Taiwan Revises Several Trademark Regulations


  1. Trademark Accelerated Examination Program (Draft)


  The Trademark Act—partially amended in May 2023—has now introduced a fast-track examination mechanism. It was instituted to expedite the examination of trademark applications where the applicant deems it appropriate—due to a business plan, for example—in order to obtain registration in a timely manner. In order to comply with statutory laws, in January 2024, the Taiwan IP Office released a draft for the Trademark Accelerated Examination Program. The types of cases eligible for acceleration, the necessary procedures and steps for an accelerated examination, and the time required after entering an acceleration pipeline are all specifically characterized.


  Notably, cases of trademark opposition, invalidation and cancellation are not subject to acceleration. Applications for registrations of certification marks, collective marks and collective trademarks are also not eligible for the program since they demand special examination procedures. However, applications for registering non-traditional trademarks for—among others—three-dimensional shapes, colors, scents, sounds and motions are eligible.


  Eligibility Criteria


  Generally speaking, there are two types of eligible applications.


  Type 1: All designated goods or services which are in current use or in readiness for immediate use. In the latter case, extensive evidence of pre-launch preparations must be shown. This supporting evidence includes samples of goods or services bearing the trademark, copies of orders for printed flyers, copies of advertising contracts and business plan documents. If any designated goods or services are not yet in use or not ready to be used, the applicant shall remove those goods or services in order to accelerate the application.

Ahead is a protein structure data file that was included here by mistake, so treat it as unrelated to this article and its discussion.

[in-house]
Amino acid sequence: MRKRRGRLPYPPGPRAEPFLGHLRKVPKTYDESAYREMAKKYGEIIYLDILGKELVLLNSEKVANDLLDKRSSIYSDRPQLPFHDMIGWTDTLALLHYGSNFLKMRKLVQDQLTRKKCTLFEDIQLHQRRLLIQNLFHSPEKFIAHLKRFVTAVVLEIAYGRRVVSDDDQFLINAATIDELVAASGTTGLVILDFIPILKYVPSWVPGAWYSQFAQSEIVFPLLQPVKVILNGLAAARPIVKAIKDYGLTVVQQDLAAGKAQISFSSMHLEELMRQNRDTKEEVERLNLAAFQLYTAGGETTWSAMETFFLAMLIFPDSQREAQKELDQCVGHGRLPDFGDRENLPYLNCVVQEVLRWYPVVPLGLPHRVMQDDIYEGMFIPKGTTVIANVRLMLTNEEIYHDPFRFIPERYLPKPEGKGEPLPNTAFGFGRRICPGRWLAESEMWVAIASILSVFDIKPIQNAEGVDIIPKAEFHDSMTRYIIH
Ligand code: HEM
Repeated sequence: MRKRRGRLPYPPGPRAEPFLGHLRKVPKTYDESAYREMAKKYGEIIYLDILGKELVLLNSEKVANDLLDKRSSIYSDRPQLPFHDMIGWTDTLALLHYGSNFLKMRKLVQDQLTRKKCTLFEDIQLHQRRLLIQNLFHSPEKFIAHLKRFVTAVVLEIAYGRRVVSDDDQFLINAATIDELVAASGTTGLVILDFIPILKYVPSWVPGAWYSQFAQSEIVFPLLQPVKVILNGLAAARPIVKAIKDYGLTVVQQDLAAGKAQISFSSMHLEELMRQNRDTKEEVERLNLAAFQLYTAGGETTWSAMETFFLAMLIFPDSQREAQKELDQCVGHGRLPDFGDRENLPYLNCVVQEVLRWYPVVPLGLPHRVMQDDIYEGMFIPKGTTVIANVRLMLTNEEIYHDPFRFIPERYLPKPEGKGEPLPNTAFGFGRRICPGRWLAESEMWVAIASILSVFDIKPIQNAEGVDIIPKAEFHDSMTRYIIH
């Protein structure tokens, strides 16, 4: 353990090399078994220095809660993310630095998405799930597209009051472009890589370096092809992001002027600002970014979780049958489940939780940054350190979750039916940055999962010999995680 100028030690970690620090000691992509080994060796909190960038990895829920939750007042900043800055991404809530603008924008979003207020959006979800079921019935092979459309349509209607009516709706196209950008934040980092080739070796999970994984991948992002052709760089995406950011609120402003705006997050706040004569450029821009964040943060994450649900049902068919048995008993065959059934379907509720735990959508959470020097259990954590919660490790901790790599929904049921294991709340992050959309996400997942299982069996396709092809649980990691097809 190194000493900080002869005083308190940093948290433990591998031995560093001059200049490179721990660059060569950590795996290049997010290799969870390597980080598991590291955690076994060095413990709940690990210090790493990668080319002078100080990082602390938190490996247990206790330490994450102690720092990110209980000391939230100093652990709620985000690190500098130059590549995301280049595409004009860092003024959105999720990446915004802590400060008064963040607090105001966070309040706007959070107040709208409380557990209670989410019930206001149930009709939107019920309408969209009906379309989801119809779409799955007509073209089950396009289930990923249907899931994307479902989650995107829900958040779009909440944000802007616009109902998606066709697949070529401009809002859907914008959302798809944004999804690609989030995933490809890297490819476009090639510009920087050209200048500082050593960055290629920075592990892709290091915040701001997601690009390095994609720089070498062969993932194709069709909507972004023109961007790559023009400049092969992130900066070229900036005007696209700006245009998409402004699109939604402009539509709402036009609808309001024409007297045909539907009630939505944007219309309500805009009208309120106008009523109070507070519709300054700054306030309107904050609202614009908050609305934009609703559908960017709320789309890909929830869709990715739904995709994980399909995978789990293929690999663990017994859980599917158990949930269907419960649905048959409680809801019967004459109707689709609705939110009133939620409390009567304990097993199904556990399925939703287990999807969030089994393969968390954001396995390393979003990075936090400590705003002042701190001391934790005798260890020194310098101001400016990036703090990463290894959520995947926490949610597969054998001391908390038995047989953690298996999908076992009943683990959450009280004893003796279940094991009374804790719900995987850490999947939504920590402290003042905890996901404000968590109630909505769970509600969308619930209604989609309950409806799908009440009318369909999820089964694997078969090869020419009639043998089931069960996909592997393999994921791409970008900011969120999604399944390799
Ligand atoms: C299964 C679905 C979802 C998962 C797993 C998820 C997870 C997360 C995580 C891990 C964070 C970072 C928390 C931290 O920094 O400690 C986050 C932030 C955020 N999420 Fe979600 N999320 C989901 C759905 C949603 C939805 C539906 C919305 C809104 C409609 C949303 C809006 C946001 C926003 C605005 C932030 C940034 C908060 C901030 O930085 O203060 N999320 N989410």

Type 2: Some of the designated goods or services are in current use or in readiness for immediate use, and there exists a compelling urgency and necessity to enforce a trademark right. Cases of urgency and necessity include those in which (1) a third party has without consent used or prepared to use the trademark pending registration; (2) the applicant receives an infringement warning notice regarding the use of the trademark; (3) licensing negotiations are ongoing; (4) a sales or distribution agreement is signed to debut the trademark on the market; (5) a tradeshow contract is signed to exhibit the trademark; and (6) others. Where the Type 2 clause is applicable, only the classes of the designated goods or services will be accelerated after other ineligible classes—if any—are removed or divided.




  The applicant is required to submit a request for acceleration before the issuance of the first Office action at the latest. In the supporting evidence submitted, the trademark in use must be identical to the one applied for registration. Additionally, the designated goods or services must be the same or substantially the same in the view of general social concepts or trading practices.